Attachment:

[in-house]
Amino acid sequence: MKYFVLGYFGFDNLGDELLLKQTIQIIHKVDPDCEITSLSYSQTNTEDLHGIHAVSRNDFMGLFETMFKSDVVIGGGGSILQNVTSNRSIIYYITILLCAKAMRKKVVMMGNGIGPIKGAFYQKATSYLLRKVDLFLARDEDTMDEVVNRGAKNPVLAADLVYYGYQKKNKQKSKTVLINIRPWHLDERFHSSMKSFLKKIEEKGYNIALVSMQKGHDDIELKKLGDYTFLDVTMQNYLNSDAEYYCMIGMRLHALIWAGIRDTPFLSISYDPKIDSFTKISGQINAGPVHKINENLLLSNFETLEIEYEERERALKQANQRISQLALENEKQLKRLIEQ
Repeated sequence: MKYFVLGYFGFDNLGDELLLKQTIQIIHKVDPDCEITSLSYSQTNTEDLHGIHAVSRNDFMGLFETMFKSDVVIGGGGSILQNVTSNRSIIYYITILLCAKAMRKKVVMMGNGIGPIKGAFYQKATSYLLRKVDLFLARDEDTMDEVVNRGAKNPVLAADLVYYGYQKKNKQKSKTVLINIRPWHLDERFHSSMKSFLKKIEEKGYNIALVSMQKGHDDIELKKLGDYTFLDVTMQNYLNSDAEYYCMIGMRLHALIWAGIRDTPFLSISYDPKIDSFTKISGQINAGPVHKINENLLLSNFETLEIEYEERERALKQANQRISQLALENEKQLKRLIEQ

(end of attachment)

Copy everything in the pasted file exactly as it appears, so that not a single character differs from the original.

[in-house]
Amino acid sequence: MKYFVLGYFGFDNLGDELLLKQTIQIIHKVDPDCEITSLSYSQTNTEDLHGIHAVSRNDFMGLFETMFKSDVVIGGGGSILQNVTSNRSIIYYITILLCAKAMRKKVVMMGNGIGPIKGAFYQKATSYLLRKVDLFLARDEDTMDEVVNRGAKNPVLAADLVYYGYQKKNKQKSKTVLINIRPWHLDERFHSSMKSFLKKIEEKGYNIALVSMQKGHDDIELKKLGDYTFLDVTMQNYLNSDAEYYCMIGMRLHALIWAGIRDTPFLSISYDPKIDSFTKISGQINAGPVHKINENLLLSNFETLEIEYEERERALKQANQRISQLALENEKQLKRLIEQ
Repeated sequence: MKYFVLGYFGFDNLGDELLLKQTIQIIHKVDPDCEITSLSYSQTNTEDLHGIHAVSRNDFMGLFETMFKSDVVIGGGGSILQNVTSNRSIIYYITILLCAKAMRKKVVMMGNGIGPIKGAFYQKATSYLLRKVDLFLARDEDTMDEVVNRGAKNPVLAADLVYYGYQKKNKQKSKTVLINIRPWHLDERFHSSMKSFLKKIEEKGYNIALVSMQKGHDDIELKKLGDYTFLDVTMQNYLNSDAEYYCMIGMRLHALIWAGIRDTPFLSISYDPKIDSFTKISGQINAGPVHKINENLLLSNFETLEIEYEERERALKQANQRISQLALENEKQLKRLIEQ